I think this is enough to consider for now in terms of games and play but hopefully I’ve at least slightly teased at how and why these concepts are so important to the anti-work philosophy.
Although I’m not a Marxist myself a good friend of mine pointed out that my individualist critique of it could easily be understood in such terms. Specifically the phrase “alienation” (which of course you don’t need to be a Marxist to believe, it’s just the common association) relates the fact that people feel disinterested or otherwise disempowered from controlling the workplace they are in. This has individualist issues for if the individual has no control over a mainstay in their life then how much can they be said to truly control their lives?
Anarchism is an oft misunderstood philosophy but in its simplest form anarchism is best understood as a political philosophy that eschews the need for rulers in a just society. “Rulers” in my own terminology can be seen as “coercively imposed leaders”, in other words people who take the helm not for any particular merit but because they may have more guns or some cultural support in society that makes their acceptance come about in an imposed way. Rulers may not even need physical violence to be objectionable to anarchists either.
For example, in Charles Johnson’s Libertarianism Through Thick and Thin he imagines a society whereby we all defer to a central leader and scrape by while paying tributes. The society r isn’t based on violence and is rather based on cultural forces. While perhaps not technically unjust in some sense because there is no violence in this system or violation of folks possessions or rights, we might still think of this chieftain as a ruler of some sort due to their cultural context and how they manage to stay in power (i.e. largely through group-think).
There are several strands of anarchism and they mostly revolve around discussions of what exactly a “ruler” constitutes (i.e. is the market place a sort of economic ruler?) how best to get away from a society based on rulership (worker syndicates? ecological actions? non-violent protests? rioting?) and so on. Some notable strands of thought include anarchist communism, anarchist syndicalism, individualist anarchism, mutualism and green anarchism.
There’s much to say about the history of anarchism itself, its thinkers, its successes and failures but for the sake of this talk I want to focus on its relation to the anti-work philosophy.
By and large anti-work philosophy has related to anarchism and vice versa through the post-left anarchist thinkers such as Bob Black but there are also other strands you can look at. Examples range from proto-individualist anarchist thinkers like Henry David Thoreau and contemporary anarchists like David Graeber and Apio Ludd.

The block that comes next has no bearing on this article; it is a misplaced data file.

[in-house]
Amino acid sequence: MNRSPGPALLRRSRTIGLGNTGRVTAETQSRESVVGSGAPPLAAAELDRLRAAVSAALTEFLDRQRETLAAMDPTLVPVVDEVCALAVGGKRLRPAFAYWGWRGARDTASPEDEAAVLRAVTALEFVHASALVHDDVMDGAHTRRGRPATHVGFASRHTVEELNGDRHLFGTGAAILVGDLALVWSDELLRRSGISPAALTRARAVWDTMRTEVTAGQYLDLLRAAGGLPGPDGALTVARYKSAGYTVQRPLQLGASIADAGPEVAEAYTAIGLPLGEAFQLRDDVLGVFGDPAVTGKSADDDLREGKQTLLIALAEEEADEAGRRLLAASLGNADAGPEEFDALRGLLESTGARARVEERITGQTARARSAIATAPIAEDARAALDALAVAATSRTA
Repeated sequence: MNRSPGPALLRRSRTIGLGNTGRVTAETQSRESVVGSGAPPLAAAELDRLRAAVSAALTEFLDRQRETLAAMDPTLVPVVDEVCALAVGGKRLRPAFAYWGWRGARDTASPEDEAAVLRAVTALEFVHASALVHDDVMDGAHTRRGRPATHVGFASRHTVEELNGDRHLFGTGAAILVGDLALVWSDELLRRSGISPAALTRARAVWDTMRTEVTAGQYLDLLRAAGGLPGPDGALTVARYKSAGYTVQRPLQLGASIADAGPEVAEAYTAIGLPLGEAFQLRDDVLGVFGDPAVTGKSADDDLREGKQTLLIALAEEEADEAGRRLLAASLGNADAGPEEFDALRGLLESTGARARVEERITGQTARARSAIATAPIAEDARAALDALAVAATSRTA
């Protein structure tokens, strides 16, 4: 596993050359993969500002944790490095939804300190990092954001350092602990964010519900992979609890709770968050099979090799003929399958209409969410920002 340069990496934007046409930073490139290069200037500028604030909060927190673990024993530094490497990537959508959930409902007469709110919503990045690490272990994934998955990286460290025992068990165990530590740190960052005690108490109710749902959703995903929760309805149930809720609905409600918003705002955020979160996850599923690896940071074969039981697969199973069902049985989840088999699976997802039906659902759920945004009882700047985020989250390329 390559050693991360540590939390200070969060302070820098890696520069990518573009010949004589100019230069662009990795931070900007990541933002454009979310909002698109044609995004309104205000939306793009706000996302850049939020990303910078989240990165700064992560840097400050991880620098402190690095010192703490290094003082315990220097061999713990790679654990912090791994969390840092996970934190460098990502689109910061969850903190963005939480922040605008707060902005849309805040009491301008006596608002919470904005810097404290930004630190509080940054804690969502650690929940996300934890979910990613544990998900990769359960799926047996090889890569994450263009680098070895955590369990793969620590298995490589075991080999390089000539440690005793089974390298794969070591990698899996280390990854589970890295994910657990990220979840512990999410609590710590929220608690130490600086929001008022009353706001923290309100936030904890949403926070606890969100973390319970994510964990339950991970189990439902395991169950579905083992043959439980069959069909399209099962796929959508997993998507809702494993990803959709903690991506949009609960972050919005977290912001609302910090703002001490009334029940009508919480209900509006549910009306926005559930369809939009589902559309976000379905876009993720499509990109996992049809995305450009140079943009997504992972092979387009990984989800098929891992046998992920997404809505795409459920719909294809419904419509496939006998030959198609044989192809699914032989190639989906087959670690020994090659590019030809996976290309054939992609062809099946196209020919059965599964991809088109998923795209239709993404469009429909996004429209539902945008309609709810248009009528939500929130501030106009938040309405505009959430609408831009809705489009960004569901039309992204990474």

Even when the thinker isn’t necessarily an anarchist themselves (i.e. Bertrand Russell, William Morris and Paul LaFargue) a lot of what they say has either much in common or much to add to an anarchist discussion of work. Too often anarchist communists in particular seem to focus more of their time criticizing wages and wage labor than the labor itself. Though it should be noted even in those situations the critiques of work are still there and powerful, but tend to be more incidental to the larger point that work itself is specifically the problem.
As an individualist anarchist I don’t see anything per se wrong with individuals being paid for their labor as long as the larger economic context isn’t one in which folks feel forced into what they’re doing. I think this is a possible outcome even withoutabolishing wages on the whole.
Moreover, the sort of anarchism I personally prefer, while it may be a sort of individualist anarchism that doesn’t seek to end property, money or markets also tends to be a “meta-anarchism” whereby I am happy to entertain the notion that any system being centralized is likely to lead to that system failing. This is going to be the case whether we’re talking about all of society abolishing money or all of society accepting anti-capitalist markets as individualist anarchists like Benjamin Tucker or mutualists like Dyer D. Lum did.
Generally, anarchism is how I think needs would be met and goods would be allocated in a post-work world. I don’t think we can historically speaking trust the state to meaningfully rebel against a puritan work ethic or keep people from not having to live lives of drudgery.
5. Technological Unemployment / Automation
Technological unemployment and automation have become big focuses of the anti-work philosophy discussion within recent years and for good reason. As time has gone on it seems obvious that machines are part of the driving force that are going to replace humans so that they have to do less and less work. Well, this is the ideal situation for the anti-work thinker at any rate, but given our larger economic context of state-capitalism, this may be harder than we’d like.